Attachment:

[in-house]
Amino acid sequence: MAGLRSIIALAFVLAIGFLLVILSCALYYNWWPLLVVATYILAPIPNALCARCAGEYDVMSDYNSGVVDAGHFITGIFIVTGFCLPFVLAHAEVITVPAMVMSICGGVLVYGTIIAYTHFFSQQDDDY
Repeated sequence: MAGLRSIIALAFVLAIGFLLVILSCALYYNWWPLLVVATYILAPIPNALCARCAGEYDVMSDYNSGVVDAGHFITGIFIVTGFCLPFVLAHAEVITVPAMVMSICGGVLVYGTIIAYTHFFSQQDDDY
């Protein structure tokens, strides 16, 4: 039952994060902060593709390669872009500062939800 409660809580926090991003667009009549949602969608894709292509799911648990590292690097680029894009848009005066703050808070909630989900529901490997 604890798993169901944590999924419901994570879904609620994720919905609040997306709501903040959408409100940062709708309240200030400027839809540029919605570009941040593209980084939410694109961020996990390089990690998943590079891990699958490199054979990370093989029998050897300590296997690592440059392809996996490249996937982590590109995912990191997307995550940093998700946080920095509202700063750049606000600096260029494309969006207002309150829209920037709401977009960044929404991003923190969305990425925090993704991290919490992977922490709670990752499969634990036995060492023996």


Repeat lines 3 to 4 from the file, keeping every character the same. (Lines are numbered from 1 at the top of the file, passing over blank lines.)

Repeated sequence: MAGLRSIIALAFVLAIGFLLVILSCALYYNWWPLLVVATYILAPIPNALCARCAGEYDVMSDYNSGVVDAGHFITGIFIVTGFCLPFVLAHAEVITVPAMVMSICGGVLVYGTIIAYTHFFSQQDDDY
């Protein structure tokens, strides 16, 4: 039952994060902060593709390669872009500062939800 409660809580926090991003667009009549949602969608894709292509799911648990590292690097680029894009848009005066703050808070909630989900529901490997 604890798993169901944590999924419901994570879904609620994720919905609040997306709501903040959408409100940062709708309240200030400027839809540029919605570009941040593209980084939410694109961020996990390089990690998943590079891990699958490199054979990370093989029998050897300590296997690592440059392809996996490249996937982590590109995912990191997307995550940093998700946080920095509202700063750049606000600096260029494309969006207002309150829209920037709401977009960044929404991003923190969305990425925090993704991290919490992977922490709670990752499969634990036995060492023996």